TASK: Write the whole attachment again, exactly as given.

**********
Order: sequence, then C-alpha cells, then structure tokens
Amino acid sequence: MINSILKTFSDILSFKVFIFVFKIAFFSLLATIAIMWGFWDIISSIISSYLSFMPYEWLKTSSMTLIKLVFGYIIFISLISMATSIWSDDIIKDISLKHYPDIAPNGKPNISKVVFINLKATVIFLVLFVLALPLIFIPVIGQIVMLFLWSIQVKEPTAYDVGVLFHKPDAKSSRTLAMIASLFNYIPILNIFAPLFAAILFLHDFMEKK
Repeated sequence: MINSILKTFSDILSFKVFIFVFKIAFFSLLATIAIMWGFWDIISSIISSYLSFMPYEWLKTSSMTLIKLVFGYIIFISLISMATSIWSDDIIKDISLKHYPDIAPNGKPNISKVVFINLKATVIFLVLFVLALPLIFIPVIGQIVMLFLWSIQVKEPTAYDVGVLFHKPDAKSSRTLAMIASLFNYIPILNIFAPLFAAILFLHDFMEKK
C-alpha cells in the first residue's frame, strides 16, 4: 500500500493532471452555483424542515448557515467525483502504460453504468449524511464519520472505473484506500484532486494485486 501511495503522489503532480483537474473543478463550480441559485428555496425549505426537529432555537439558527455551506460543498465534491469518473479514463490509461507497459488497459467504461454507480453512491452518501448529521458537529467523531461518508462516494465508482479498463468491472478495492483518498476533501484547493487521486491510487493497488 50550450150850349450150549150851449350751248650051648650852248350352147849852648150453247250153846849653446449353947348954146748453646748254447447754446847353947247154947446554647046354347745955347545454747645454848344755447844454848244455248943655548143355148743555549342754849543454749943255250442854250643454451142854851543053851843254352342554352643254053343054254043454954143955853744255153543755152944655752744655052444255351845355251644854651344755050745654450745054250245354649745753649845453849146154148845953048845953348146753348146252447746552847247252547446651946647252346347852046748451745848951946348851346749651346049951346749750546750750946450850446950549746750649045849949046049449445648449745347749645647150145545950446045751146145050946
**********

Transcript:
Order: sequence, then C-alpha cells, then structure tokens
Amino acid sequence: MINSILKTFSDILSFKVFIFVFKIAFFSLLATIAIMWGFWDIISSIISSYLSFMPYEWLKTSSMTLIKLVFGYIIFISLISMATSIWSDDIIKDISLKHYPDIAPNGKPNISKVVFINLKATVIFLVLFVLALPLIFIPVIGQIVMLFLWSIQVKEPTAYDVGVLFHKPDAKSSRTLAMIASLFNYIPILNIFAPLFAAILFLHDFMEKK
Repeated sequence: MINSILKTFSDILSFKVFIFVFKIAFFSLLATIAIMWGFWDIISSIISSYLSFMPYEWLKTSSMTLIKLVFGYIIFISLISMATSIWSDDIIKDISLKHYPDIAPNGKPNISKVVFINLKATVIFLVLFVLALPLIFIPVIGQIVMLFLWSIQVKEPTAYDVGVLFHKPDAKSSRTLAMIASLFNYIPILNIFAPLFAAILFLHDFMEKK
C-alpha cells in the first residue's frame, strides 16, 4: 500500500493532471452555483424542515448557515467525483502504460453504468449524511464519520472505473484506500484532486494485486 501511495503522489503532480483537474473543478463550480441559485428555496425549505426537529432555537439558527455551506460543498465534491469518473479514463490509461507497459488497459467504461454507480453512491452518501448529521458537529467523531461518508462516494465508482479498463468491472478495492483518498476533501484547493487521486491510487493497488 50550450150850349450150549150851449350751248650051648650852248350352147849852648150453247250153846849653446449353947348954146748453646748254447447754446847353947247154947446554647046354347745955347545454747645454848344755447844454848244455248943655548143355148743555549342754849543454749943255250442854250643454451142854851543053851843254352342554352643254053343054254043454954143955853744255153543755152944655752744655052444255351845355251644854651344755050745654450745054250245354649745753649845453849146154148845953048845953348146753348146252447746552847247252547446651946647252346347852046748451745848951946348851346749651346049951346749750546750750946450850446950549746750649045849949046049449445648449745347749645647150145545950446045751146145050946